Anisotropic gold nanostructures with unique plasmonic properties, specifically the strong absorption of light in the near-infrared region (650-900 nm) due to the excitation of plasmon oscillations, have been widely employed as photothermal conversion agents (PTCAs) for cancer photothermal therapy (PTT). However, the reported PTCAs show suboptimal photothermal conversion efficiency (η), even gold nanocages (η = 63%), which limits their biomedical applications. Herein, we fabricated gold bellflowers (GBFs) with an ultrahigh photothermal conversion efficiency (η = 74%) via a novel liquid/liquid/gas triphasic interface system, using chloroauric acid as a gold source, and o-phenetidine as a reducing agent. The well-defined GBFs with multiple-branched petals show adjustable localized surface plasmon resonance (LSPR) from 760 to 1100 nm by tuning the petal length and circular bottom diameter. Originating from the monophasic and biphasic systems used in the creation of gold nanourchins (GNUs) and gold microspheres (GMPs) respectively, the triphasic interface system successfully produced GBFs. The possible formation mechanisms of GNUs, GMPs, and GBFs in the different systems were also investigated and discussed. We found that the formation mechanism of GNUs and GBFs followed classical crystallization, while the formation of GMPs followed non-classical crystallization.Anisotropic gold nanostructures with unique plasmonic properties, specifically the strong absorption of light in the near-infrared region (650-900 nm) due to the excitation of plasmon oscillations, have been widely employed as photothermal conversion agents (PTCAs) for cancer photothermal therapy (PTT). However, the reported PTCAs show suboptimal photothermal conversion efficiency (η), even gold nanocages (η = 63%), which limits their biomedical applications. Herein, we fabricated gold bellflowers (GBFs) with an ultrahigh photothermal conversion efficiency (η = 74%) via a novel liquid/liquid/gas triphasic

  8. The maturation zone is an important target of Piriformospora indica in Chinese cabbage roots

    PubMed Central

    Dong, Sheqin; Tian, Zhihong; Oelmüllar, Ralf; Yeh, Kai Wun

    2013-01-01

    The mutualistic symbiont Piriformospora indica exhibits a great potential in agriculture. The interaction between P. indica and Chinese cabbage (Brassica campestris cv. Chinensis) results in growth and biomass promotion of the host plant and in particular in root hair development. The resulting highly bushy root phenotype of colonized Chinese cabbage seedlings differs substantially from reports of other plant species, which prompted the more detailed study of this symbiosis. A large-scale expressed sequence tag (EST) data set was obtained from a double-subtractive EST library, by subtracting the cDNAs of Chinese cabbage root tissue and of P. indica mycelium from those of P. indica-colonized root tissue. The analysis revealed ~700 unique genes rooted in 141 clusters and 559 singles. A total of 66% of the sequences could be annotated in the NCBI GenBank. Genes which are stimulated by P. indica are involved in various types of transport, carbohydrate metabolism, auxin signalling, cell wall metabolism, and root development, including the root hair-forming phosphoinositide phosphatase 4. For 20 key genes, induction by fungal colonization was confirmed kinetically during the interaction by real-time reverse transcription–PCR. Moreover, the auxin concentration increases transiently after exposure of the roots to P. indica. Microscopic analyses demonstrated that the development of the root maturation zone is the major target of P. indica in Chinese cabbage. Taken together, the symbiotic interaction between Chinese cabbage and P. indica is a novel model to study root growth promotion which, in turn, is important for agriculture and plant biotechnology. PMID:24006423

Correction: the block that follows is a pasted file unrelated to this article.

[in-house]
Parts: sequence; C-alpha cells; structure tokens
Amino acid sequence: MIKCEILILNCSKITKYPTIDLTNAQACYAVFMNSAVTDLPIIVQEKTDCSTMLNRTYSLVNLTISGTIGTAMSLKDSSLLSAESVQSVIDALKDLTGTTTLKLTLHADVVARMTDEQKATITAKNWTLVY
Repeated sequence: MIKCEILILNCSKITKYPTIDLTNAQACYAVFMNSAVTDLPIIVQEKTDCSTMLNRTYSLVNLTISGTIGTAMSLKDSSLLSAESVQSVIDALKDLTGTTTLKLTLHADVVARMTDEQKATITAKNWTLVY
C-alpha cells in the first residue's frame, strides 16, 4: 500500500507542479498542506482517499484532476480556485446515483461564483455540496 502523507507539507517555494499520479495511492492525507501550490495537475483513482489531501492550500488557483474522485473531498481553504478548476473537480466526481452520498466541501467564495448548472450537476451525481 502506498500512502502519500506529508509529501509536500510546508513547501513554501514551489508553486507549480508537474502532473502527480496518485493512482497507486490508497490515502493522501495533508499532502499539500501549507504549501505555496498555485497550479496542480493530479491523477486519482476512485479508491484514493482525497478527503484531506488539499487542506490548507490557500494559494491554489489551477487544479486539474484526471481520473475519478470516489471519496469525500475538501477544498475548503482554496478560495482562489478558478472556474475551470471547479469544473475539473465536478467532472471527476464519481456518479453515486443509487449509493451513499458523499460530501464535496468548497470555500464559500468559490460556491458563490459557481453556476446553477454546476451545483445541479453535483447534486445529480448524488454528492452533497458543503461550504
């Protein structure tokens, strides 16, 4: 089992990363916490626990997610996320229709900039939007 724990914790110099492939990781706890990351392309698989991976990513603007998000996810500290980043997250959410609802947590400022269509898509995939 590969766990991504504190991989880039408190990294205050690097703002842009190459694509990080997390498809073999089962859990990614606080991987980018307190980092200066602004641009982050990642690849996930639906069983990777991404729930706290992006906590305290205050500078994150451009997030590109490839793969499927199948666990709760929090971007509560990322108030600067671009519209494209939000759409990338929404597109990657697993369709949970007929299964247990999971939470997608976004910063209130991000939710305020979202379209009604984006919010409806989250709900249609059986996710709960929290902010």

9. Root growth in response to nitrogen supply in Chinese maize hybrids released between 1973 and 2009.

    PubMed

    Wu, QiuPing; Chen, FanJun; Chen, YanLing; Yuan, LiXing; Zhang, FuSuo; Mi, GuoHua

    2011-07-01